GENTRY MORT. A gentlewoman.


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GEORGE. Yellow George; a guinea. Brown George an ammunition loaf.

GERMAN DUCK. Half a sheep's head boiled with onions. GET. One of his get; one of his offspring, or begetting. GIB CAT. A northern name for a he cat, there commonly called Gilbert. As melancholy as a gib cat; as melancholy as a he cat who has been caterwauling, whence they always return scratched, hungry, and out of spirits. Aristotle says, Omne animal post coitum est triste; to which an anonymous author has given the following exception, preter gallum gallinaceum, et sacerdotem gratis fornicantem. GIBBERISH. The cant language of thieves and gypsies, called Pedlars' French, and St. Giles's Greek: see St. GILES'S GREEK. Also the mystic language of Geber, used by chymists. Gibberish likewise means a sort of disguised language, formed by inserting any consonant bẹtween each syllable of an English word; in which case it is called the gibberish of the letter inserted: if F, it is the F gibberish; if G, the G gibberish; as in the sentence How do you do? Howg dog youg dog.

GIBBE. A horse that shrinks from the collar and will not draw.

GIBLETS. To join giblets; said of a man and woman who cohabit as husband and wife, without being married; also to copulate.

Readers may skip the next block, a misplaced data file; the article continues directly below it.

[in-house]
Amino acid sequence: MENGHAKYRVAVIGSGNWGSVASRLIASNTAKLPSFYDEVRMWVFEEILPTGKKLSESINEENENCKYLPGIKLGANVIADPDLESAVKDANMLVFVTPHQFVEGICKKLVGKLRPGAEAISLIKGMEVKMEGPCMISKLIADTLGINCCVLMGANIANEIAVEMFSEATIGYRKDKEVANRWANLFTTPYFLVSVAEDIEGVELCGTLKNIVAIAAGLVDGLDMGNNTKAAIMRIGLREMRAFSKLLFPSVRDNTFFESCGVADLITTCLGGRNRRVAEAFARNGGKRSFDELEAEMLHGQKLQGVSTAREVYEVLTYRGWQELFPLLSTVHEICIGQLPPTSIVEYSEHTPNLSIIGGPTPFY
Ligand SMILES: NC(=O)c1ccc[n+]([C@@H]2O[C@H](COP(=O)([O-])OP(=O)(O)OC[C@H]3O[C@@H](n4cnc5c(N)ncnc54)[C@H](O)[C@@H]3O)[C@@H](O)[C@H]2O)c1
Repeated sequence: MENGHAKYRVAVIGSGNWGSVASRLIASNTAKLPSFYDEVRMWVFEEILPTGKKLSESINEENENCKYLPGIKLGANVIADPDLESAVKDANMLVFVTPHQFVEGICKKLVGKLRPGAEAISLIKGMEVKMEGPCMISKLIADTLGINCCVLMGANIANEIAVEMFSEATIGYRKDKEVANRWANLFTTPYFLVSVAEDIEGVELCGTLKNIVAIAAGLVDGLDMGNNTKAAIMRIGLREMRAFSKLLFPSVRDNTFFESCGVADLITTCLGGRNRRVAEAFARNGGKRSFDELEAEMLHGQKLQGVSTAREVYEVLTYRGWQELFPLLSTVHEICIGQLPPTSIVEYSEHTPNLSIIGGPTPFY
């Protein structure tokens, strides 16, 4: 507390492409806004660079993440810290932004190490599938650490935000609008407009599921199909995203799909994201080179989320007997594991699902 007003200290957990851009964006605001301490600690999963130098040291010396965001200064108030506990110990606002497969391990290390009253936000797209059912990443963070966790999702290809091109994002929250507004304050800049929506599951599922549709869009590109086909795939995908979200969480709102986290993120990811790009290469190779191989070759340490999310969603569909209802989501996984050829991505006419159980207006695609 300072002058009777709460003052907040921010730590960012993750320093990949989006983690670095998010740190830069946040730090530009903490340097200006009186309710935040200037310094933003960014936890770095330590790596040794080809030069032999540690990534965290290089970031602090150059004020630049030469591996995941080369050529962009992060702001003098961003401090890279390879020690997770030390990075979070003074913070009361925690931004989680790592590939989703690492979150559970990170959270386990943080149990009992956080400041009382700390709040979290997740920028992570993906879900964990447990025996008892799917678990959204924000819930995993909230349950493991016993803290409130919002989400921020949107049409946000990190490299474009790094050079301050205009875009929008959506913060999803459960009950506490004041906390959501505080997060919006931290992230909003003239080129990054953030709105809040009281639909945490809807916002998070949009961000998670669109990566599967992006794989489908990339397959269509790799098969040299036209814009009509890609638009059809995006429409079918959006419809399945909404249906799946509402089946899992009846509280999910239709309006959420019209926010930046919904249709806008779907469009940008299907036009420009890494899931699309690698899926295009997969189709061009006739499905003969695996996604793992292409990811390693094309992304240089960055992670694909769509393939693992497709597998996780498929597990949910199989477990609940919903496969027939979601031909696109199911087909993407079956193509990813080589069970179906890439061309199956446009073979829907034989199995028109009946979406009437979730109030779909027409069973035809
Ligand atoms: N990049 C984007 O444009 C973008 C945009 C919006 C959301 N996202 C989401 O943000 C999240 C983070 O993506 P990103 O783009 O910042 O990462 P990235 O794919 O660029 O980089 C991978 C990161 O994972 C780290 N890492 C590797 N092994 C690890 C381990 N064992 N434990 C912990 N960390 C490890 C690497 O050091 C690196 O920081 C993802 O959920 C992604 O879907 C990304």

GIBSON, OF SIR JOHN GIBSON. A two-legged stool, used to support the body of a coach whilst finishing.

GIFTS. Small white specks under the finger nails, said to portend gifts or presents. A stingy man is said to be as full of gifts as a brazen horse of his farts, GIFT OF THE GAB. A facility of speech,

GIGG. A nose. Snitchel his gigg; fillip his nose, Grunter's gigg; a hog's snout. Gigg is also a high one-horse chaise, and a woman's privities. To gigg a Smithfield hank; to hamstring an over-drove ox, vulgarly called a mad bullock.

GIGGER. A latch, or door. Dub the gigger; open the door. Gigger dubber; the turnkey of a jaol.

TO GIGGLE. To suppress a laugh. Gigglers; wanton wo


GILES's or ST. GILES'S BREED, Fat, ragged, and saucy'; Newton and Dyot streets, the grand head-quarters of most of the thieves and pickpockets about London, are in St. Giles's